Friday, 28 September 2012

Gold explorers have a long way to go

Several gold explorers have popped and some have doubled (or even more). Does this mean the best days already are behind us? Not quite. If some gold explorers put down a stellar rally over the last few weeks, this mainly is some recovery after the dire malperformance during the preceding months, when explorers were sliced and diced, leaving investors with a couple of dimes on the dollar.

It is illustrative to check how GLDX, the Global X gold explorer ETF has fared relative to GDX, Van Eck's major gold miners ETF.

GLDX, the Global X gold explorer ETF relative to  GDX, daily observations YTD
Click to enlarge
The GLDX focuses on a wide segment of small caps to mid-caps among gold and silver explorers. They don't invest in early stage explorers with a market capitalization of $20 M (or less). The picks in there are the likes of Kaminak Gold, Seabridge gold or Pretium Resources. You can check out the current composition at: Some of these explorers upheld better during the downturn than most of the microcaps. On the other hand, there is perhaps less hope for a miraculous recovery.
Anyhow, it is obvious that GLDX lost over 20% more than did GDX since the February gold recovery was made to falter on leap day.

You might think this rather was an unusual and temporary poor performance of explorers relative to producing miners. Think twice: below you find an extended graph since November 2010, when GLDX was launched. Relative to major gold miners, explorers are now priced at barely more than half their early 2011 value.

GLDX, the Global X gold explorer ETF relative to  GDX, weekly observations since launch
50 dma and 200 dma are emulated using 10 weekly and 40 weekly moving averages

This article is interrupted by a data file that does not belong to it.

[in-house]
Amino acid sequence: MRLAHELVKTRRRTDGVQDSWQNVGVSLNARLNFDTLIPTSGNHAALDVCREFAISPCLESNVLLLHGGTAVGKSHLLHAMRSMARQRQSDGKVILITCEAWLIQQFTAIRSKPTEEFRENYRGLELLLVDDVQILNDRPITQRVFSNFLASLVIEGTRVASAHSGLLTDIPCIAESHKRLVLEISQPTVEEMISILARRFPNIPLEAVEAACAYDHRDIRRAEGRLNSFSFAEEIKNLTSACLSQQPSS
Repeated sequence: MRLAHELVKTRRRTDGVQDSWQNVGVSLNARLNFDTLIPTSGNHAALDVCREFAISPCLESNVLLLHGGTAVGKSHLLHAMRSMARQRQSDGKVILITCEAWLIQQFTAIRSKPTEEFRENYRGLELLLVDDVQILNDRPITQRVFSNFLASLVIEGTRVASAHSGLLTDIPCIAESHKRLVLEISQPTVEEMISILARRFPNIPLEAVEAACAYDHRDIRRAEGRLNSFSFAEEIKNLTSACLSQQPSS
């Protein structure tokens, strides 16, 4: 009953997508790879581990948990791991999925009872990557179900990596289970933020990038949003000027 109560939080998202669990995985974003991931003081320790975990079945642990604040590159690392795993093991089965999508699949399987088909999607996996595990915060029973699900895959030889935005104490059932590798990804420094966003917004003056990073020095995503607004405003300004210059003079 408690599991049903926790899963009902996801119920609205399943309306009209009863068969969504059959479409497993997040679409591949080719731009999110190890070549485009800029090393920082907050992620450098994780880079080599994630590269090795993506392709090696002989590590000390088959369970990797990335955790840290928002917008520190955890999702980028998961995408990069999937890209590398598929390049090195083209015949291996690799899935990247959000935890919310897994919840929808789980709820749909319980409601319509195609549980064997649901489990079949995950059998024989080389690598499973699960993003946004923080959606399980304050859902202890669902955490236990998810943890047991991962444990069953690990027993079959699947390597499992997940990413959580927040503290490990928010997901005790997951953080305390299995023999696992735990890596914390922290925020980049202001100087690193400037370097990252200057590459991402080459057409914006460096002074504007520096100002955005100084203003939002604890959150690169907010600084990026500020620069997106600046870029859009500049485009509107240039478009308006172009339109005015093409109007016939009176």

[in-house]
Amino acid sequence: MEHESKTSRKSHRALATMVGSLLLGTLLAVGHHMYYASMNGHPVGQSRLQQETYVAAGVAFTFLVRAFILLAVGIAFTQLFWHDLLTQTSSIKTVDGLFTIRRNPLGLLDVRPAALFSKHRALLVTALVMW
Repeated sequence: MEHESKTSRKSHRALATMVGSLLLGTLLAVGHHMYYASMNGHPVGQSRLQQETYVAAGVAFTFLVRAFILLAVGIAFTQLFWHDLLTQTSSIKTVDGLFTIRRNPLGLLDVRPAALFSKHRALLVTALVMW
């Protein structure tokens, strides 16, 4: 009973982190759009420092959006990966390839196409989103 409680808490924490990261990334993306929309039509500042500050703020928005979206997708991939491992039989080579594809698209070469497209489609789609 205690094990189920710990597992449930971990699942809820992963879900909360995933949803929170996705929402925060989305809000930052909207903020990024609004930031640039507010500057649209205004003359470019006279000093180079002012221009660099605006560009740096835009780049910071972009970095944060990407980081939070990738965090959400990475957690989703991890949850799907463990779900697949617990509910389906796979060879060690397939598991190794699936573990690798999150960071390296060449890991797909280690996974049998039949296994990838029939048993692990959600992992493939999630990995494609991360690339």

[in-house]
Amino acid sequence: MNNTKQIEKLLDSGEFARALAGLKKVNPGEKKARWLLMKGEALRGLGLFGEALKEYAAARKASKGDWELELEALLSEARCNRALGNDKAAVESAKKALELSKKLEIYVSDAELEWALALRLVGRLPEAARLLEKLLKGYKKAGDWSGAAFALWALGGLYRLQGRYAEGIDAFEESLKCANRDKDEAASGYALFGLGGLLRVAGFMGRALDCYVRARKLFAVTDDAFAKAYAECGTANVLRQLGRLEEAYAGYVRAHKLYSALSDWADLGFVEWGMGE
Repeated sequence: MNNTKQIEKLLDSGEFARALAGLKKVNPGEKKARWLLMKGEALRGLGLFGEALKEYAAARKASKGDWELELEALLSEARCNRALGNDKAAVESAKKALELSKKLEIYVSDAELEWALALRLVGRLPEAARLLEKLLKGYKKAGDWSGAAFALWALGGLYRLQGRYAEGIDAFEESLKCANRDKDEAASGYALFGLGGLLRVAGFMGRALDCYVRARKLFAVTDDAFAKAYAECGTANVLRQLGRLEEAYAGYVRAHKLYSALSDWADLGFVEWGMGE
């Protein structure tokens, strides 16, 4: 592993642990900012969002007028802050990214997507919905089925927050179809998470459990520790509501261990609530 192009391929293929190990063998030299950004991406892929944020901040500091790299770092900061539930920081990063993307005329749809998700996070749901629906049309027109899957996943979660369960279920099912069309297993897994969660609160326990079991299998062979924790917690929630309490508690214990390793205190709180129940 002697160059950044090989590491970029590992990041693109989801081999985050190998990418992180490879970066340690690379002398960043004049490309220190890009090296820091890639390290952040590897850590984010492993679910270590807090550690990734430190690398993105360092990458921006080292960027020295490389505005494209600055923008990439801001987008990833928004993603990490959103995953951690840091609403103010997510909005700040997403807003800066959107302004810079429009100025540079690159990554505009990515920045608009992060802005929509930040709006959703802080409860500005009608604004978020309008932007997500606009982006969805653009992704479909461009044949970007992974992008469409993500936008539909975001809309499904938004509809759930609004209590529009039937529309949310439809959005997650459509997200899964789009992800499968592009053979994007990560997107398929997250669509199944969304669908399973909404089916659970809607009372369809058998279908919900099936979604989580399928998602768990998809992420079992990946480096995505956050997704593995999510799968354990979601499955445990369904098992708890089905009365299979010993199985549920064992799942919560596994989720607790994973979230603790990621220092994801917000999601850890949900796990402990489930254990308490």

GLDX outperformed GDX during the first few months after it was launched. Yet, the explorer rally faded and despite gold rallying to an all time high early September 2011, explorers steadily lost track of where miners were going, even leveraging down the decline of gold mining majors during most of the downturn. The June recovery of miners brought little relief, but explorer valuation did slide back as miners turned south to make a secondary bottom in July. We have seen some recovery (explorers finally picking up) from mid July towards the end of August. Yet, as the QE3 perspective started the miners rally, explorers seem to follow reluctantly, prone to several swoons in relative valuation.

Acquisitions over the last year have not been very numerous and most of the targets were bought out on the cheap. Think of Silvermex/Genco and Extorre Gold, to name a couple. As gold mining majors gradually exhaust reserves, they will need to look around for more acquisitions. The price per ounce for resources that can be turned into profitable mines will soar... and so will the stock price of the explorers or junior miners which own those resources.

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